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Security Is Not Insurance

12/14/2005
What's the hardest part of a chief security officer's job? Evaluating new technologies? Establishing policies for users to follow? Actually, it's more political than that, Jim Routh, chief security officer of Depository Trust & Clearing Corp., said during an Interop presentation Tuesday. "The hardest part of a CSO's job is influencing information security and practices that will be implemented throughout an organization," he said. "It's a delicate process, particularly when you're asking an IT o

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Security's Sisyphean Situation

11/23/2005
Did you hear that? It's the sound of your network and applications being attacked. Hear that? It just happened again. What's worse, the nature of these attacks is changing. Gone are the good old days of simply having your Web site defaced, your e-mail corrupted by indiscriminant worms, and your networks flooded by brute-force denial-of-service attacks. Sure, you'll see plenty of those in 2006, but what you should really be worried about are the attacks you can't see. Where did it all go wrong? L

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Conspiracy Theory: Michael Lynn Negotiates Corner Office, Reserved Parking Space With Juniper

11/7/2005
Anyone predicting that Michael Lynn did severe damage to his career might want to retract those statements now that the former ISS researcher and current Cisco nemesis has landed at Juniper Networks. Although it's unclear what Lynn's role is or how long he's been with Cisco's biggest rival, I'm sure that conspiracy theorists will have a field day with this one. Lynn, you'll remember if you weren't on Mars this summer, has become infamo

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Hacking Back: Cyber Counterterrorism

11/4/2005
The recent arrest and 17-count indictment against 20-year-old accused hacker and botmaster Jeanson James Ancheta for both using and selling the tools to attack a number of networks, including some within the Defense Department, should be taken as a shot across the bow by anyone who reads this. Ancheta is accused of being part of a new breed of criminal hacker: not just in it for the fame--sure, he's getting his 15 minutes, although it could be more like 50 years--but rather after money. Accordin

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Spyware Proliferates As Feds Crack Down

10/11/2005
As the business of spyware proliferates and grows in complexity, companies are looking for ways to quickly rid their PCs of a problem that has evolved from a pesky plaque that slows system performance to an outright security threat for corporate data.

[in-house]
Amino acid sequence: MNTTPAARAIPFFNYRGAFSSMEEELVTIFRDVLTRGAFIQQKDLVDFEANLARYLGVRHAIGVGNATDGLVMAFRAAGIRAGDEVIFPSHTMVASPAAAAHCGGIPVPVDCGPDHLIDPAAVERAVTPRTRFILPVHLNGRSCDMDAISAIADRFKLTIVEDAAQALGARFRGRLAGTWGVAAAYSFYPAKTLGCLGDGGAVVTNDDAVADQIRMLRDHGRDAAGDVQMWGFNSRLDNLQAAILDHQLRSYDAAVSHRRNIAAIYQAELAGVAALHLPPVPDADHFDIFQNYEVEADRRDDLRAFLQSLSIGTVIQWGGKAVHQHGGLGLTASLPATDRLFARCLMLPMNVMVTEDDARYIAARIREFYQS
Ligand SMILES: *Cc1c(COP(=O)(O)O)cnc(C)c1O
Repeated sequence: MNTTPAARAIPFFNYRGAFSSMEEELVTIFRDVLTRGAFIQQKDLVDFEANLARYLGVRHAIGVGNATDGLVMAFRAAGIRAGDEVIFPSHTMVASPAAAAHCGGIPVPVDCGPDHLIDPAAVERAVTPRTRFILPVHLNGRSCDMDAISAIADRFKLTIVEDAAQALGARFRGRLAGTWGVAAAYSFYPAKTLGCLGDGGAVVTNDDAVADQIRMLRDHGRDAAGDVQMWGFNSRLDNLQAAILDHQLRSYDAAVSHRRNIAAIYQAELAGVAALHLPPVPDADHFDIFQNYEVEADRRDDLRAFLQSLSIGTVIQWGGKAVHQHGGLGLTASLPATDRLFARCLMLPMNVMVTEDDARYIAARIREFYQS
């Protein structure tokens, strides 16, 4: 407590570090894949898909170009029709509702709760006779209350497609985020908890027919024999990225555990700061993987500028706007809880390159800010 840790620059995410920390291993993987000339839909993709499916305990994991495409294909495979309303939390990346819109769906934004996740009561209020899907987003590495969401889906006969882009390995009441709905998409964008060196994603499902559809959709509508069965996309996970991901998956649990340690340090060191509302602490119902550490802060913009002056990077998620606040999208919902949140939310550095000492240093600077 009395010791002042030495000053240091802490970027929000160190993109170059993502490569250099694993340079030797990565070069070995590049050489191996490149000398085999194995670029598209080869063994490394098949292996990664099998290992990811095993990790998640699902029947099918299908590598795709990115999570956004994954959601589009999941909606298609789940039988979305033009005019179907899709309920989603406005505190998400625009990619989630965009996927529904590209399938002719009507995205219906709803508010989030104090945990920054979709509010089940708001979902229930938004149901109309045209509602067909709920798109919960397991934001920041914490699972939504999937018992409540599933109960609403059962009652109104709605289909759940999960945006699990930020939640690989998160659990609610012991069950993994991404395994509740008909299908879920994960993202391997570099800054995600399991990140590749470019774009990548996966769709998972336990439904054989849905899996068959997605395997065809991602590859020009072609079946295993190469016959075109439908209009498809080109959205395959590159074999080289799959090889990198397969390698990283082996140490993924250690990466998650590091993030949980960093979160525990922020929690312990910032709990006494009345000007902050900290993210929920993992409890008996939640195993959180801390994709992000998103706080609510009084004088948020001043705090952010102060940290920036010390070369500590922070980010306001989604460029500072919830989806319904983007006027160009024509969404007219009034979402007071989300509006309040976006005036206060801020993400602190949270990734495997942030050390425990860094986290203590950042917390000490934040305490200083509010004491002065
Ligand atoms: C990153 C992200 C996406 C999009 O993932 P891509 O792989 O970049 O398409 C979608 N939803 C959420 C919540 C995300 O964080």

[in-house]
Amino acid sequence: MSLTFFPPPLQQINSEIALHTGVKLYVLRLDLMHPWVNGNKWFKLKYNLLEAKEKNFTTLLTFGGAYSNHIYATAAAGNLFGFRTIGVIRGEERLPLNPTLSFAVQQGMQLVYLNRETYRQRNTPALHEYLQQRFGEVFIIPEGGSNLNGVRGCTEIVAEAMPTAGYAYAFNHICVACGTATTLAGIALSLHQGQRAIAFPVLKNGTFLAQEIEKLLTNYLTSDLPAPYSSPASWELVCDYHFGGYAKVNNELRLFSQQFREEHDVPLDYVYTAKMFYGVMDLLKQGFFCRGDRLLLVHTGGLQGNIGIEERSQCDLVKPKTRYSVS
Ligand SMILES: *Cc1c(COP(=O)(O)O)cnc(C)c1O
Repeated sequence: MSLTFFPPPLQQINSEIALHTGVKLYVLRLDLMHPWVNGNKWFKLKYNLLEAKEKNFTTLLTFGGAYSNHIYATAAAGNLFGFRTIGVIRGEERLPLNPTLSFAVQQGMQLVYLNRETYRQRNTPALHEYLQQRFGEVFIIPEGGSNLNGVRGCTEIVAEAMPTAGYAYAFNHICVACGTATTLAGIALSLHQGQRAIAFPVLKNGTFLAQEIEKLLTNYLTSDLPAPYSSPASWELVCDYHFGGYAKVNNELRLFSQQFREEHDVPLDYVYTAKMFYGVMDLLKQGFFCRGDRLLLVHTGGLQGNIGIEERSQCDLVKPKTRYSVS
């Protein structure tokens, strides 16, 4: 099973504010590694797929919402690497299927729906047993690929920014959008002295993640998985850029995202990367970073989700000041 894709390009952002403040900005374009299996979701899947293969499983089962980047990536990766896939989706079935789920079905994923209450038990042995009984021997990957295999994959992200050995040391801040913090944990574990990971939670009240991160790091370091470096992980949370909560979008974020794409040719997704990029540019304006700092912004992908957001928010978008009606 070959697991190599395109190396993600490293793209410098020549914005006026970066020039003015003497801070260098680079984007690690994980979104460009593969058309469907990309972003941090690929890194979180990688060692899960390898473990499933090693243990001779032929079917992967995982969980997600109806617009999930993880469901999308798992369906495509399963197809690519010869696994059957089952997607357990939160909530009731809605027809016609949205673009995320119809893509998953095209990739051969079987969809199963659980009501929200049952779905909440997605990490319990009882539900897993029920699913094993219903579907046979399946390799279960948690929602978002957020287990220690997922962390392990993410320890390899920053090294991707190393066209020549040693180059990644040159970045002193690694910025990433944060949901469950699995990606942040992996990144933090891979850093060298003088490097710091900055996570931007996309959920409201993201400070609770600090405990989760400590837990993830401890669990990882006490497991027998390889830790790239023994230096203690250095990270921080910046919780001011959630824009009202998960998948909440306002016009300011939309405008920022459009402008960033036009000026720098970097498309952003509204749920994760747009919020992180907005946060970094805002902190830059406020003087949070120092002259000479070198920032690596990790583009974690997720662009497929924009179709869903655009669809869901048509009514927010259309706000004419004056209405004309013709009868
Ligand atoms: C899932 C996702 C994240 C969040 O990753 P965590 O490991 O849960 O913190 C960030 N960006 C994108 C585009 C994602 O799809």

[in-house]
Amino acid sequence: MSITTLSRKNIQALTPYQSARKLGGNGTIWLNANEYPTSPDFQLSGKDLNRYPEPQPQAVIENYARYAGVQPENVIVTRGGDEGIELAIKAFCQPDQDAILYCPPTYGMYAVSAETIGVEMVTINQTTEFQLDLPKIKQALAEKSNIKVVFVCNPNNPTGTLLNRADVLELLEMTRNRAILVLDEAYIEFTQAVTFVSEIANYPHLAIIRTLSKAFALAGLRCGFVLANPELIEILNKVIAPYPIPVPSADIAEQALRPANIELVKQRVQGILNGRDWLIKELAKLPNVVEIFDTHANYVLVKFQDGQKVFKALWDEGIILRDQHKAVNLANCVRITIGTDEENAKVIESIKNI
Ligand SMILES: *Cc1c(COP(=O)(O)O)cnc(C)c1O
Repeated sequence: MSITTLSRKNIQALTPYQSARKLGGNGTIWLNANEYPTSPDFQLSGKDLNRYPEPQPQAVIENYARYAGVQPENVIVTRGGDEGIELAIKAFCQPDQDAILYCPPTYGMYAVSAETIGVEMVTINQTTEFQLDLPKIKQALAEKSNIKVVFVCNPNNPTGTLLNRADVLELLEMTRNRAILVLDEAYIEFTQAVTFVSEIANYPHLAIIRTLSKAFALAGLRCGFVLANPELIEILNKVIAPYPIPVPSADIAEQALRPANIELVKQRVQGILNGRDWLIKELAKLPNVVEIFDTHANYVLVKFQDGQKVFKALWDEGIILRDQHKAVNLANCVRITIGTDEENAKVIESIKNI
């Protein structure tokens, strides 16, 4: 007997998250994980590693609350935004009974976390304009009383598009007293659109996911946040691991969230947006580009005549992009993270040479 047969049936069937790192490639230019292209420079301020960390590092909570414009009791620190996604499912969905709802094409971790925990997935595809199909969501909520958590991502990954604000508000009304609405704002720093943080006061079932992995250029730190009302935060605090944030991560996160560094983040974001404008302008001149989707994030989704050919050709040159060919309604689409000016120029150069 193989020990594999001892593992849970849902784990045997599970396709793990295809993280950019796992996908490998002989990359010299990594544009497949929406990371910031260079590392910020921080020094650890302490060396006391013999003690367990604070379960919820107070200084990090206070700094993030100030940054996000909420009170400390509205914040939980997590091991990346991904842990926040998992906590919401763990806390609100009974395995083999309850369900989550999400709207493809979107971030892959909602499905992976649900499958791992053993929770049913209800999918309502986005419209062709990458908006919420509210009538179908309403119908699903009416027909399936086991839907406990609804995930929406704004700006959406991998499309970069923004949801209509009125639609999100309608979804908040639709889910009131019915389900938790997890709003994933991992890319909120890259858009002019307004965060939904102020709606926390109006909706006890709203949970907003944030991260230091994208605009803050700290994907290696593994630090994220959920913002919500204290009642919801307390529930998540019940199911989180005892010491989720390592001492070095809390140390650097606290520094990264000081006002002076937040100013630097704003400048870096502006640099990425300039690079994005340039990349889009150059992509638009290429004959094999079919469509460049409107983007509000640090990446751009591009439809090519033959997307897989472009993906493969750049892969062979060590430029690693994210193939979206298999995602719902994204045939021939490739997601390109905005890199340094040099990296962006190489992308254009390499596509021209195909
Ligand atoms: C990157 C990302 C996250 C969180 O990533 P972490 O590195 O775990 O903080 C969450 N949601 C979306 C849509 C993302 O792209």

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Another Casualty For Homeland Security

4/8/2005
Nowhere has the government's struggle to keep the country safe while at the same time preserving individual liberties been more pronounced than at the Transportation Security Administration. On 9/11 air travel proved to be the weakest link in national security, and a lot of money and effort has since been spent to correct this. Now TSA, which launched in 2002 with ambitious and uncompromising goals of using technology and manpower to keep the airways from again being used as instruments of terro

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3-D Expected To Have More Success With Security Than With Sharks

3/9/2005
3-D isn't much more than a gimmick when it comes to movies. I didn't find Jaws 3 (in 3-D!) any scarier than the first two films simply because my eyes could perceive a subtle depth between the killer shark and its victims. But in the world of biometric security, 3-D is poised to become a significant breakthrough in the quest to keep the bad guys off of airplanes and away from the nation's critical infrastructure. The question is, when?

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Ransomware Grabs Headlines but BEC May Be a Bigger Threat
Marc Wilczek, Digital Strategist & CIO Advisor,  10/12/2017
20 Questions to Ask Yourself before Giving a Security Conference Talk
Joshua Goldfarb, Co-founder & Chief Product Officer, IDDRA,  10/16/2017
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CVE-2017-0290
Published: 2017-05-09
NScript in mpengine in Microsoft Malware Protection Engine with Engine Version before 1.1.13704.0, as used in Windows Defender and other products, allows remote attackers to execute arbitrary code or cause a denial of service (type confusion and application crash) via crafted JavaScript code within ...

CVE-2016-10369
Published: 2017-05-08
unixsocket.c in lxterminal through 0.3.0 insecurely uses /tmp for a socket file, allowing a local user to cause a denial of service (preventing terminal launch), or possibly have other impact (bypassing terminal access control).

CVE-2016-8202
Published: 2017-05-08
A privilege escalation vulnerability in Brocade Fibre Channel SAN products running Brocade Fabric OS (FOS) releases earlier than v7.4.1d and v8.0.1b could allow an authenticated attacker to elevate the privileges of user accounts accessing the system via command line interface. With affected version...

CVE-2016-8209
Published: 2017-05-08
Improper checks for unusual or exceptional conditions in Brocade NetIron 05.8.00 and later releases up to and including 06.1.00, when the Management Module is continuously scanned on port 22, may allow attackers to cause a denial of service (crash and reload) of the management module.

CVE-2017-0890
Published: 2017-05-08
Nextcloud Server before 11.0.3 is vulnerable to an inadequate escaping leading to a XSS vulnerability in the search module. To be exploitable a user has to write or paste malicious content into the search dialogue.